Bees to sting away elephants from farms in Voi
An international conservation agency has launched a massive campaign to persuade small-scale farmers in Taita Taveta county to practice bee keeping as an affordable means of preventing elephants from invading their farms.
Save The Elephants, an organidation that promotes the welfare of elephants, has partnered with Honeycare Africa to educate the farmers on the benefits of erecting beehive fences around their farms as a way of deterring elephants from wandering into the farms.
Dr Lucy King, the STE chief operations officer for Kenya, said the project would target farmers in elephant-invasion prone regions of Mtito-Andei, Voi, Mwatate and Taveta.
While participating in the hoisting of hives at a farm at Ikanga village on the outskirts of Voi town, she said: ''Adoption of beehives is a safe and affordable long-lasting solution to the recurrent human-wildlife conflict in this region. The farmers will not only secure their farms from the marauding jumbos but will also get money from the sale of honey.''
“Elephants are known to abhor areas with bees. That means farms with beehives will be safe and the owners are assured of getting a decent harvest in addition to getting some more money from the sale of honey,” she said. Honey care Africa will provide the hives and will be purchasing the honey at Sh175 per kilogramme from the farmers.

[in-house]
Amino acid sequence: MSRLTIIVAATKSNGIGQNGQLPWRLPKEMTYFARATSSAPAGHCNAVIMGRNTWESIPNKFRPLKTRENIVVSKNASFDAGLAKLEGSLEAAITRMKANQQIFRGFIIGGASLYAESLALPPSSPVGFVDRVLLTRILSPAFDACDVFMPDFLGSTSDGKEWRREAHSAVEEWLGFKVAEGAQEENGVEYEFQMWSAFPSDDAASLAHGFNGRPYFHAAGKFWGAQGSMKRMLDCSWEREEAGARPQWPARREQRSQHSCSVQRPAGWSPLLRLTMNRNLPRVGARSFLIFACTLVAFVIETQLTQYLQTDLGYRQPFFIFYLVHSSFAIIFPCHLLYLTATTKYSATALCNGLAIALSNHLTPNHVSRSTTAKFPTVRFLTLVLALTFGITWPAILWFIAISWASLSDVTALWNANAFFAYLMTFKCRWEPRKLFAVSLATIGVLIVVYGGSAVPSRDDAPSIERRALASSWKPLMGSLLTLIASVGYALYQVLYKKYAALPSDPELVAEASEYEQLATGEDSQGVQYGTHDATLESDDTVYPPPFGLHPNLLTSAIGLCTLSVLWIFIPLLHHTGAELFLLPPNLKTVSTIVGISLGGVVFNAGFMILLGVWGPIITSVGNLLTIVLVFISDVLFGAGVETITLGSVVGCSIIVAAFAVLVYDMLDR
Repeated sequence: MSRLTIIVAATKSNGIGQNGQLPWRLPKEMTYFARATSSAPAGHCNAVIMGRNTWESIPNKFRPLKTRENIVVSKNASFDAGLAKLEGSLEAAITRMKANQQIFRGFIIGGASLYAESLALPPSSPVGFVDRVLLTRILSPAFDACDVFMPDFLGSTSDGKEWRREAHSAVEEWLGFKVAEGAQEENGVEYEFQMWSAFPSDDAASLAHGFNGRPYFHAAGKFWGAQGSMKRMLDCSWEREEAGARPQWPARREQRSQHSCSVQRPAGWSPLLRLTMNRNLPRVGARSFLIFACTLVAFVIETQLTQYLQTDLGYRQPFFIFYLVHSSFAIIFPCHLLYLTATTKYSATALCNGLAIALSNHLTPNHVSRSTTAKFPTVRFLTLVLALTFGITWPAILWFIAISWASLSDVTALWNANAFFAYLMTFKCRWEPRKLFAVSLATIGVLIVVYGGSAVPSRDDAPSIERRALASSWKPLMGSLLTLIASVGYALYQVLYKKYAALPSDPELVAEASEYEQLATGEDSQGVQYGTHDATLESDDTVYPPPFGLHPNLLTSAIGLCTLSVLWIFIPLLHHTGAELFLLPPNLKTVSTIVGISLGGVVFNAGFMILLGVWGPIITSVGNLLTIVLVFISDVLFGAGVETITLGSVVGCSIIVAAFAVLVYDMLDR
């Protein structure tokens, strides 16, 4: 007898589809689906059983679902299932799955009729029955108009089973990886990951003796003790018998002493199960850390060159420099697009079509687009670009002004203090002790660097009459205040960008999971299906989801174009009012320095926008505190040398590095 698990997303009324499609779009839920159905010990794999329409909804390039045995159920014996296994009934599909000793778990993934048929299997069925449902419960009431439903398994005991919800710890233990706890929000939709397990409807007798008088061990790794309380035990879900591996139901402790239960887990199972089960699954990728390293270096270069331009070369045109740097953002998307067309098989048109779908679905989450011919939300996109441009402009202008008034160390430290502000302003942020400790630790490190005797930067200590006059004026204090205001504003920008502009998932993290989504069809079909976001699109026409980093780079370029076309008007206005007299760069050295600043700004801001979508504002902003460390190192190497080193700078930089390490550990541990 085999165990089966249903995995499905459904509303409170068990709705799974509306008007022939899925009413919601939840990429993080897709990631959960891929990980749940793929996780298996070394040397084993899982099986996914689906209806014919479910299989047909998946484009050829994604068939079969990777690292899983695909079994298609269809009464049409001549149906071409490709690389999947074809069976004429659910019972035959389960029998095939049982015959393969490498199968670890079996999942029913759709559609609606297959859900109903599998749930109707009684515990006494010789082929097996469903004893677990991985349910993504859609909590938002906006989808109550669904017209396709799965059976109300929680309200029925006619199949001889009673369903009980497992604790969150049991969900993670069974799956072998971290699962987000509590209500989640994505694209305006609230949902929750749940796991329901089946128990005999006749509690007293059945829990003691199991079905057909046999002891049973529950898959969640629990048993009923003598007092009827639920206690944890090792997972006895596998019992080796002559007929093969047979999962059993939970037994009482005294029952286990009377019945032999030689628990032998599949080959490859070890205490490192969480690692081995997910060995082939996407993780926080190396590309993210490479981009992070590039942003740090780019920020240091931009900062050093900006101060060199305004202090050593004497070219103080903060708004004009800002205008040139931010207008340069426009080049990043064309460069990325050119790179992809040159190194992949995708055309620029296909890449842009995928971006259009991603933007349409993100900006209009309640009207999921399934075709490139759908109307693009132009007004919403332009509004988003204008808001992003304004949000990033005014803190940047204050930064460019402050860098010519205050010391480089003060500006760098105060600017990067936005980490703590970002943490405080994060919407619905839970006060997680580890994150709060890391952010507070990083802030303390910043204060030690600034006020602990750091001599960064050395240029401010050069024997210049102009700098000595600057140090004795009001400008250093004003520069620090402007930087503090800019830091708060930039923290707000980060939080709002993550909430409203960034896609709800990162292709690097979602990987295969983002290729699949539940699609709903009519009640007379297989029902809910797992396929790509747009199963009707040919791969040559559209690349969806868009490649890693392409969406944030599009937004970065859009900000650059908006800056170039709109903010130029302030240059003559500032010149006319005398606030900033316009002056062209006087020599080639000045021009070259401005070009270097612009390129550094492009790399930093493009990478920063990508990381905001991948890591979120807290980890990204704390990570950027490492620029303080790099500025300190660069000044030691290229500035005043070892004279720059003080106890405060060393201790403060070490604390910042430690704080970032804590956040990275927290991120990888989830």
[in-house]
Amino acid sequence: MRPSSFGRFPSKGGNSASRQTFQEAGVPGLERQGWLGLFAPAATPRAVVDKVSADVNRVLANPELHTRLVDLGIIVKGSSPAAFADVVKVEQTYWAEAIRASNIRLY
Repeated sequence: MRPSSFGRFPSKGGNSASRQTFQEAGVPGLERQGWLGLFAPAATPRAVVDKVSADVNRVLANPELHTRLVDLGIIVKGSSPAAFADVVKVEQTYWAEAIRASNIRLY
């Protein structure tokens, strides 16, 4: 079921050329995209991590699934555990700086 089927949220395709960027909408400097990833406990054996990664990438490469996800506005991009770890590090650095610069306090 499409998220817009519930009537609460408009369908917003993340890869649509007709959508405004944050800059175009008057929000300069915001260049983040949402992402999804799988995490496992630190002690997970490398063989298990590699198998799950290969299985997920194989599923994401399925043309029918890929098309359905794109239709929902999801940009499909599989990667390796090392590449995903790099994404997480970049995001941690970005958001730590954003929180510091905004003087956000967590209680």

King said that the project has been tested in Laikipia and Samburu counties with phenomenal success. She expressed optimism that the project would be able to reach thousands of long-suffering farmers all from over the county.
The hives are placed at intervals of ten meters from each other with one acre of land requiring twenty five beehives. Farmer can either use Langstroth beehives or the traditional log beehives to fence their farms.
According to Dr. King who is a specialist in animal behavior, use of beehives will not interfere with the migratory patterns of the animals. “Bees will work best for farms bordering migratory corridors. We don’t want to interfere with the migration itself,” she explained.
She expressed her disquietude with an electric fence stating that a fence imprisoned all animals within specific zones denying even the harmless ones freedom to move.
“Unlike electric fence, hives will stop the elephants from going into people’s farms but will not bar them from migrating. All other animals are also free to move around,” she said.
Dan Mghenyi, a farmer from Voi district and the chairperson of Irinde Self Help Group, welcomed the idea of beehives admitting that all other efforts to keep the elephants from farms had flopped.
“We have tried almost everything under the sun but the jumbos keep coming. Hives are easy to erect and are affordable to most farmers. This is the closest we have ever come to having something that actually works,” he said.
Farmers in the county have in the past lost crops worth millions of shillings to the marauding elephants and Kenya Wildlife Service (KWS) has taken a lot of flak over the failure to reign in the wild animals.